Self-hypnosis gadget

by Paz

Mind Spa self hypnosis gadget

I’ve seen some of the strangest claims made for gadgets, but I really think this Mind Spa self-hypnosis gadget makes the wackiest claims I’ve ever heard.

But the following is only my opinion, but there’s a link to the product page below and you can have a look and decide for yourself.

The Mind Spa hypnotising device features a pair of eye shades and headphones and uses 12 different combinations of flashing lights and white noise to relax yourself. Apparently, “You’ll soon find yourself in a calm, focused state of awareness as the powers of self-hypnosis and persuasion work their magic on the subconscious part of your brain.”

Once in this condition you’ll apparently be able to:

• Improve your short-term memory

• Stimulate creativity

and perhaps even kick

• the fear of flying, spiders and open spaces

• smoking

• biting your nails

• picking your nose :)

or maybe even learn a new language.

Well it’s certainly true that there are untapped abilities in all of us, and perhaps this gadget can help you find them, but I have to say I’m a little sceptical. Perhaps someone has bought a Mind Spa recently and could give us a review?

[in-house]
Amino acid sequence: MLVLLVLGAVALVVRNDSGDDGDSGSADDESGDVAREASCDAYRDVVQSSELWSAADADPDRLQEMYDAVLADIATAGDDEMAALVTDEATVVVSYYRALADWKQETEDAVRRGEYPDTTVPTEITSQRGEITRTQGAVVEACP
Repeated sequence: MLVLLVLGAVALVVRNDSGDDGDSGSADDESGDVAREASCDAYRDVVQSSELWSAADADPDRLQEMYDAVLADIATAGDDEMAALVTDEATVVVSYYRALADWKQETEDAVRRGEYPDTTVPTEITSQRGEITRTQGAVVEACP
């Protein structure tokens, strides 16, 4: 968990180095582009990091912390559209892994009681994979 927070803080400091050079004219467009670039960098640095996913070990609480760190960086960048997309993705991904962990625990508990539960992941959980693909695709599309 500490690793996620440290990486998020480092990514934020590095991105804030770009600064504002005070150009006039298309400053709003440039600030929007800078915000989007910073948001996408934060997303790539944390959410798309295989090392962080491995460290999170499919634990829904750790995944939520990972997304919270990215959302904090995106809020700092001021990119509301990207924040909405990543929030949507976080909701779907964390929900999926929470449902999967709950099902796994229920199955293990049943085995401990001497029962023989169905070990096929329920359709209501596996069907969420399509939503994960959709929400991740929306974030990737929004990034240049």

The Mind Spa self-hypnosis gadget is available from Brands on Sale for $160.

4 reviews or comments

Ounae – Blog de gadgets » Blog Archive » Mind Spa, la relajación por la hipnosis Says: July 1, 2006 at 3:44 am

[…] Vía: Coolest Gadgets Fuente: Brand on sale […]

Hypnotize Says: July 6, 2006 at 8:13 pm

Well, hypnosis is very real, and it is POSSIBLE that this machine does something…but other than add weight to ones head, i’m not so sure… ;)

11 forgotten laws Says: March 28, 2010 at 8:45 am

Now this gadget really looks funny.
However, I thought hypnosis is about the power of the mind – not about the power of technology – but maybe I am wrong:-)

deeeziner Says: May 23, 2010 at 12:48 am

I have been looking for this device for almost 10 years…A dentist once used this system on me, for some root canals and a wisdom tooth extraction.

With minimal use of novocaine and the simplest of suggestions–“You will not feel like moving.” “You will be completely relaxed during the procedure, and will only move if I ask you to do so.”

And that’s exactly what happened. Although I was fully conscious and aware, (yes, I could move my fingers, if I really tried) he was able to perform all the heavy work with out any squirming, or gagging etc, from me.

As soon as he removed the lens and headphones, I was completely back to “myself”, and have never had a better experience at the dentist.

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